The Norton of Norton Point

In the usual quirky way of Chappaquiddickers, they often call their home an island even during those eras when it’s very much a peninsula, attached to the rest of Martha’s Vineyard by the barrier beach known as Norton Point. And Norton Point is so-called even though it has no “point” at all. But why? And who was Norton?

The beach acquired its name at the end of the nineteenth century, first appearing on charts as “Nortons Point” in 1897. Before that, whenever the channel between Katama Bay and the Atlantic Ocean was open, surveys often called the two halves of the beach West Beach and East Beach. But that became confusing, because the whole eastern shoreline of Chappaquiddick has long been called East Beach. So the Atlantic beach needed a new name after a storm broke through it in early January of 1886.

According to Island legend, the beach’s new moniker came into use after Captain William Carroll “Wid” Norton and his catboat had an encounter with a bolt of lightning on that barrier beach one afternoon sometime in the late 1880s or ’90s.

Wid Norton, born in 1863, was the son of retired whaleman William Hubbard Norton and his wife, Elizabeth. He grew up on the water, and earned his living fishing for bluefish exclusively from the shore. In those days, surf-casting was by the heave-and-haul method, in which a fisherman whirled an eight-ounce jig around his head several times and let the lure fly. A skilled man could throw the jig more than a hundred yards, Norton told the Gazette in 1928, and bring home two hundred blues a day. He was known as “the champion fish killer of his day and age,” according to the paper.

The Gazette described Norton as “a square-framed man, quick in his movements, ruddy of face and keen of eye,” adding he did not like to talk about himself and that “it is seldom that the captain will consent to tell any stories of his exploits and he never enlarges upon details.” So it was a lucky thing for posterity – or at least Island legend – that Norton told the tale of what happened to him while fishing there that fateful afternoon.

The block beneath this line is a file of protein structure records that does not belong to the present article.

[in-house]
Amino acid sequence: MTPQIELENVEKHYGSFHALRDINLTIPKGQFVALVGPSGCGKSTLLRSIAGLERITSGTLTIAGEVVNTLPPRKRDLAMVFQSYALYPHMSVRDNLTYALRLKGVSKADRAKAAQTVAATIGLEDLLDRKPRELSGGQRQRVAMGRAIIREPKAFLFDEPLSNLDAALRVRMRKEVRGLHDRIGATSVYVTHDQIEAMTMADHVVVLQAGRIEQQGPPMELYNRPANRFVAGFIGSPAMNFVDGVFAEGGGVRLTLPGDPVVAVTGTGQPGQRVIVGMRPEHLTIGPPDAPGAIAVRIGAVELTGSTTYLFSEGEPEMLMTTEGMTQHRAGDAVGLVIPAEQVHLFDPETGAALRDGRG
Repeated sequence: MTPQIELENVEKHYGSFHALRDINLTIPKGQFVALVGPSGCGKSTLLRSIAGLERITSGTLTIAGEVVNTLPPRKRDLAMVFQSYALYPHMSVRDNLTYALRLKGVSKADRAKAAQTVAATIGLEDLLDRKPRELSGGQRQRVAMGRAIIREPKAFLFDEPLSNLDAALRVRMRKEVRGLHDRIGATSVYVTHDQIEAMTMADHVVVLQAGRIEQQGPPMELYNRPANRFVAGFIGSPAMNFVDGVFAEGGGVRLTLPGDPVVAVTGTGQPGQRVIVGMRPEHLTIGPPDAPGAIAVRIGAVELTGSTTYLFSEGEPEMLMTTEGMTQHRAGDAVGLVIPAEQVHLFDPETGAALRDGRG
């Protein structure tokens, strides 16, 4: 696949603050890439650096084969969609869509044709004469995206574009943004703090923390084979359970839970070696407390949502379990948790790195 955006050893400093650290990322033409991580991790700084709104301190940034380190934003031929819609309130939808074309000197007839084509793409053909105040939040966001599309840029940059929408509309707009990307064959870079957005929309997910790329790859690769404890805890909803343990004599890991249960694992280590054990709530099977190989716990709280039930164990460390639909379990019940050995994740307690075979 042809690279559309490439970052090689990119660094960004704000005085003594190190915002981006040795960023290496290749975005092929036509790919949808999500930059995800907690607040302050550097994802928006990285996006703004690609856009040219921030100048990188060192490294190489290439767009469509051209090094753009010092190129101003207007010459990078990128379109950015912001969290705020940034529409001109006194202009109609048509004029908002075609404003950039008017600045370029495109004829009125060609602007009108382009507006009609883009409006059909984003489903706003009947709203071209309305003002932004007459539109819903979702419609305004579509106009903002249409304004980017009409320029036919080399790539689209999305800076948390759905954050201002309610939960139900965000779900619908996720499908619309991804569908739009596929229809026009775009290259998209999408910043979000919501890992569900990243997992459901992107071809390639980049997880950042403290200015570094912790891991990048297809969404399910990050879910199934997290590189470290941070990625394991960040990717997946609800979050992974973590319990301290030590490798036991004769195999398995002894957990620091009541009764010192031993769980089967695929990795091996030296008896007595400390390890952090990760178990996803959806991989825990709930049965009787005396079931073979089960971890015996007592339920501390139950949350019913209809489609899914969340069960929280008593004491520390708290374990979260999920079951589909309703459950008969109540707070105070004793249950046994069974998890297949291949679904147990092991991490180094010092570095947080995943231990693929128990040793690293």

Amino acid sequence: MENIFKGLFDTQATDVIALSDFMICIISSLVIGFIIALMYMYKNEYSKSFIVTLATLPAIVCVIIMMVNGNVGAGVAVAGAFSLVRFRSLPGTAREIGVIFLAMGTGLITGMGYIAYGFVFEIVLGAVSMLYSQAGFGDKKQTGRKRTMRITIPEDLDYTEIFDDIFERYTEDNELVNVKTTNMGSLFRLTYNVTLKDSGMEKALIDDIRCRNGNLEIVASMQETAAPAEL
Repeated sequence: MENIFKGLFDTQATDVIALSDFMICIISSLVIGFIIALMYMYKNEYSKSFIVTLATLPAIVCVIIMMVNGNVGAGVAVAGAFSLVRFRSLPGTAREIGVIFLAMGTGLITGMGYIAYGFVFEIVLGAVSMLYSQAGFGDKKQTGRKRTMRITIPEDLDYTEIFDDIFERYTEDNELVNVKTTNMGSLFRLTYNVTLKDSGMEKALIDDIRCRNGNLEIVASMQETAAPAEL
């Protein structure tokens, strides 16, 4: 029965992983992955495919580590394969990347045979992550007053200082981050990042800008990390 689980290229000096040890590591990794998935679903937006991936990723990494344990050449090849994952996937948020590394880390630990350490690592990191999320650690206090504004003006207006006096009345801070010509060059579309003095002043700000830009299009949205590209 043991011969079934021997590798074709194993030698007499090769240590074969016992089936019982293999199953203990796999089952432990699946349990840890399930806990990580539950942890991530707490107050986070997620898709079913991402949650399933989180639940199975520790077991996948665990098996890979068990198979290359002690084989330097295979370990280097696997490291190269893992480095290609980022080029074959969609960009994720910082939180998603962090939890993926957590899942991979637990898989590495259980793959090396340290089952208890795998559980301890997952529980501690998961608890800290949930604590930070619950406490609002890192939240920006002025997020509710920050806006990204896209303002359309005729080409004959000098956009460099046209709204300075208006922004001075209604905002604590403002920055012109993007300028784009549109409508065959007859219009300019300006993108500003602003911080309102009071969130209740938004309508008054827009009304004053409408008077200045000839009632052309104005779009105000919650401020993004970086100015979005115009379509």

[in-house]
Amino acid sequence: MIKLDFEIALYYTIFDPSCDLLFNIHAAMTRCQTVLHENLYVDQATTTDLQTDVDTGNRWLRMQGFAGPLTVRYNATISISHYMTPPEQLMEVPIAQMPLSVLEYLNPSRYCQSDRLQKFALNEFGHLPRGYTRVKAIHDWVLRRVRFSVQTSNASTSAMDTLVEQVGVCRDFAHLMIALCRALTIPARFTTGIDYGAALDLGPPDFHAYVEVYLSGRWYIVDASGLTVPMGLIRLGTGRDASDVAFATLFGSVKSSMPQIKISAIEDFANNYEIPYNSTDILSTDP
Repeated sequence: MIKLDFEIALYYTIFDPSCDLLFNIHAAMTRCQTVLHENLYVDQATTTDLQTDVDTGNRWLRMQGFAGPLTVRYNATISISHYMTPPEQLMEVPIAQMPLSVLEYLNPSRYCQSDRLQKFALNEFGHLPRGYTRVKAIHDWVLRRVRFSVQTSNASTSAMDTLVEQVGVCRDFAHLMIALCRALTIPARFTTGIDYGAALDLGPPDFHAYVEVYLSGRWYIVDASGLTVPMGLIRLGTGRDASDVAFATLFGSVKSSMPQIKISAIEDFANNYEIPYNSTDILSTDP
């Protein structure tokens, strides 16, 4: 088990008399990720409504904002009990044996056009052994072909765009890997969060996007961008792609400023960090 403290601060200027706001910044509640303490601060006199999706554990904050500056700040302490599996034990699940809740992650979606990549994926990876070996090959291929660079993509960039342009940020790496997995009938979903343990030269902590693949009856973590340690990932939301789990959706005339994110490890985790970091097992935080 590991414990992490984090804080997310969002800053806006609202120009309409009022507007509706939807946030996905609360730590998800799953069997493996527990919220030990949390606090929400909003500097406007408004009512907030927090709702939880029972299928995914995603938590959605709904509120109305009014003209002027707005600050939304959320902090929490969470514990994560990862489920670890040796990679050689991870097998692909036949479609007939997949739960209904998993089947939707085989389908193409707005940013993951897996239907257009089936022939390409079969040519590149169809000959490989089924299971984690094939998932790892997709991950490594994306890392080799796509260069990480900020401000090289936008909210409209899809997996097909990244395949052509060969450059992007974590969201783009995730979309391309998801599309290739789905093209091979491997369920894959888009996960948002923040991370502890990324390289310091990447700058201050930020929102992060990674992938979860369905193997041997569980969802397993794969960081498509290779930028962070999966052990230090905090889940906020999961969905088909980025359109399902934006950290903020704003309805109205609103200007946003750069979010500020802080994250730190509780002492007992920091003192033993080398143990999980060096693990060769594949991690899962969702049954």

Norton had sailed down Katama Bay in his catboat and anchored her just offshore. He was heaving and hauling when he saw a squall approach. He might have kept fishing, but he had no oilskin, so he pulled the bow ashore and took shelter under the foredeck. “The squall struck,” reported the Gazette, “and Captain Norton recalls a terrific clap of thunder, and after that there was a blank.

“When he recovered consciousness he found that the bow of his boat had been shorn completely off and her bilge was full of water. If she had not been hauled up on the beach he would have drowned. Lightning had struck the mast, run down to the bow, and shattered it.

“‘I had a mighty good headache,’ the captain says, ‘but I plugged up the hole with seaweed and got home with 200 fish. It should have been a warning to me, I suppose, for it was Sunday. But I always had better luck on Sundays and I didn’t stop fishing on that day.”

Married to Malvina B. Vincent, Captain Norton died in 1950 after a long career on the water. In later life he harvested ice from freshwater ponds, stored it in icehouses, and sold it house to house during the summer. He was “known familiarly all over the Island,” his obituary declared – and now we remember him more than a hundred years later for an afternoon on a barrier beach when fame, and lightning, struck.